Hooking the Event

As with all Microsoft IDE's I would expect to be able to double click on the button in the design view and have it hook up the event.  The design view appears to be read-only, so I'll add the Click event manually, which gives me an intellisense to add the event handler.

<Button x:Name="btnCalculate" Click="btnCalculate_Click" Content="Calculate" Grid.Column="1" Grid.Row="3"></Button>

It does seem to pick an appropriate name, and if I right-click on the event-handler and say View Code,  it does wire up the event handler. Probably the same would have happened if I picked Navigate to Event Handler.

 

viewcode.jpg

Figure 4 - Wiring up the btnCalculate function

Upon looking at our C# file,  we see that we end up with a nice empty calculate method shown in the listing below:

private void btnCalculate_Click(object sender, RoutedEventArgs e)
{

}

Let's add our calculate code to complete the mini-application.  (I think expression blend just finished installing, can't wait to make my life easier).  We can use the XAML Name attributes to reference all our objects directly in C# similarly to the way we did in ASP.NET.  Coding in XAML/Silverlight is looking to be a lot more developer-friendly than ASP.NET which is one reason I can't wait to switch over. There is less concern about request/response, postbacks, and webcentric browser-limitation issues.  So those of you thinking of Silverlight as just a flash knock-off, think again.  Silverlight is looking to be the future of web development for rich gui applications (goodbye ASP.NET, goodbye AJAX, goodbye JavaScript)

Any way, the net budget calculation is performed using some readily available .NET conversion classes.  We placed all our calculation code in the event handler, so when the user presses the button (inside the browser),  a calculation occurs in the textbox.  We added a validation routine to validate if we can perform the calculation.  Validate just makes sure the fields are not empty and that we are using numbers.

private void btnCalculate_Click(object sender, RoutedEventArgs e)
 {
   
try
     {
       
if (Validate())
         {
            
txtNet.Text = (float.Parse(txtSalary.Text) - float.Parse(txtExpenses.Text)).ToString("#.00");
         }
     }
  
catch (Exception ex)
    {
      
System.Diagnostics.Debug.WriteLine("invalid number format somewhere");
    }
 }

 

private bool Validate()
 {
   
float answer = 0.0f;
   
return (txtSalary.Text.Trim().Length > 0) &&
   
txtExpenses.Text.Trim().Length > 0 &&
 
 float.TryParse(txtSalary.Text, out answer) &&
 
 float.TryParse(txtExpenses.Text, out answer);
  }

 

That's it, we are done with the application! It's a pleasure not having to worry about whether your button is posting back or not (as you do in ASP.NET) and whether your browser  will render appropriately in response.  Actually, it's a pleasure that you don't have to postback at all!  And look, ma, no javascript!  Just pure unadulterated C# GUI code.  Here is what the application looks like (with a few minor embellishments)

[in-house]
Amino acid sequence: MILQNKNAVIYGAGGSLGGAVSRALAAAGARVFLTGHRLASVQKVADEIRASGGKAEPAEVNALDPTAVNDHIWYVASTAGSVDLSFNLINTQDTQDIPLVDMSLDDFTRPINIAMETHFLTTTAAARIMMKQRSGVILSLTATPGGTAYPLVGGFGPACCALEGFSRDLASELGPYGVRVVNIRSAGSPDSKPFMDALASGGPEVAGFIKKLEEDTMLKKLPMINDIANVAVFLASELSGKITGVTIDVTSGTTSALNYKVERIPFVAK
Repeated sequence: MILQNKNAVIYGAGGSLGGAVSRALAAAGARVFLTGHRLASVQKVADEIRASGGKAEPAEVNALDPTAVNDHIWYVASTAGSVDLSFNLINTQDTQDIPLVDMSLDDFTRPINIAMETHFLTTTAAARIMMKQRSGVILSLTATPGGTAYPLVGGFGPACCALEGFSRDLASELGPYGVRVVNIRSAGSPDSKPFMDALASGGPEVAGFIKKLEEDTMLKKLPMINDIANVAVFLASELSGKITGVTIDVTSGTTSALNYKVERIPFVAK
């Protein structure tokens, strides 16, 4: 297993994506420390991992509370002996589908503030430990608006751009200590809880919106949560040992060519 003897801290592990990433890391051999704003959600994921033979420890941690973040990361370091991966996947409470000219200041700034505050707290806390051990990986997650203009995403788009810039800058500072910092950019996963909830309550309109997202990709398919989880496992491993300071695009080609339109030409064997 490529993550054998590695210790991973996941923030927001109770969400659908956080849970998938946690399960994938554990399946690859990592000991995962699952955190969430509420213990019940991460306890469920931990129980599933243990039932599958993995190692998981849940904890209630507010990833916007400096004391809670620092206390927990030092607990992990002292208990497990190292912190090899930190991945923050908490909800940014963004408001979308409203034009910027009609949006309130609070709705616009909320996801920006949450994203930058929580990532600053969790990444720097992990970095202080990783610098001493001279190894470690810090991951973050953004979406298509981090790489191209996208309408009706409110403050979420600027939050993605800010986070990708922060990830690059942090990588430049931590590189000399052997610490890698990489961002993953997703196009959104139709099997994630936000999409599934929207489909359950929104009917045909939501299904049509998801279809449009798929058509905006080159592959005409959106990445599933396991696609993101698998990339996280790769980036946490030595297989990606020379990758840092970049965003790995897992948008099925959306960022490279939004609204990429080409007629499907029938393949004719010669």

BudgetCalculatorInBrowser.jpg

Figure 5 - The Running Silverlight Application

  Expression Blend

Let's spruce up our application even more using Expression Blend 2.5 Pre-Release software.  You can open your Silverlight .sln solution file directly in Expression Blend in the File->Open->Project/Solution menu item.  Expression Blend shows a nice design view which we can alter as we wish:

BlendDesignView.jpg

Figure 6 - Our Silverlight App insight of Expression Blend

The first order of business is to size my text boxes and calculate buttons.  I'll just select all the text boxes in the objects and timeline toolbar, and then choose Object->Make Same -> Size in the Expression Blend Menu. 

 

sizingtextboxes.jpg

Figure 7 - Sizing the Text Boxes

I'll also shrink down the Calculate button and move it down a bit by dragging the button inside the view.  Next I'll click on the Properties Window and change the colors.  I'll use the dropper control and match the button color to the application title.  I'll also change the button text color just for kicks.

properties.jpg

Figure 8 - Properties of the calculate button in Expression Blend

Figure 9 shows the results from changing the foreground and background properties of the button:

buttoncolorchange.jpg

Figure 9 - Results of Editing colors in the Calculate Button

Finally I'll add a nice border around the application so it appears on the web page.  You can choose the border control from the toolbar on the left or from the Asset Toolbox:

   toolbarforborder.jpg

Figure 10 - Toolbar containing Border Control.

Using the Properties window, you can size each border side individually around your application in the Appearance section of the properties tab.

borderAppearance.jpg

Figure 11 - Appearance Section of Border Properties

After we save the XAML in Expression Blend and recompile our Silverlight application in Visual Studio, the budget app is rendered inside the browser just as we designed it in Expression Blend.

FinalSilverlightBudgetApp.jpg

Figure 12 - Final Silverlight App after Expression Blend Touch ups.

Conclusion

Once you get over the idiosyncrasies of using a new technology such as XAML and Silverlight, and you get used to the nuances of a tool like Expression Blend, you are well on your way of developing very rich GUI applications on the web in record time.  Combine this new client technology with a database backend, and you are developing secure distributed applications that blow away most of the presentation and complexity of any of the existing web technologies.  If you are a Windows Form developer moving to the Web, then you will find Silverlight a much more comfortable transition than ASP.NET.  You will still be faced with the learning curve of understanding a slew of new properties and classes, as well as different ways to bind them to data, but you'll soon be comfortable in this new environment which leverages existing .NET technology.  Anyway, travel lightly on the road to a new blend of technology in the world of C# and .NET.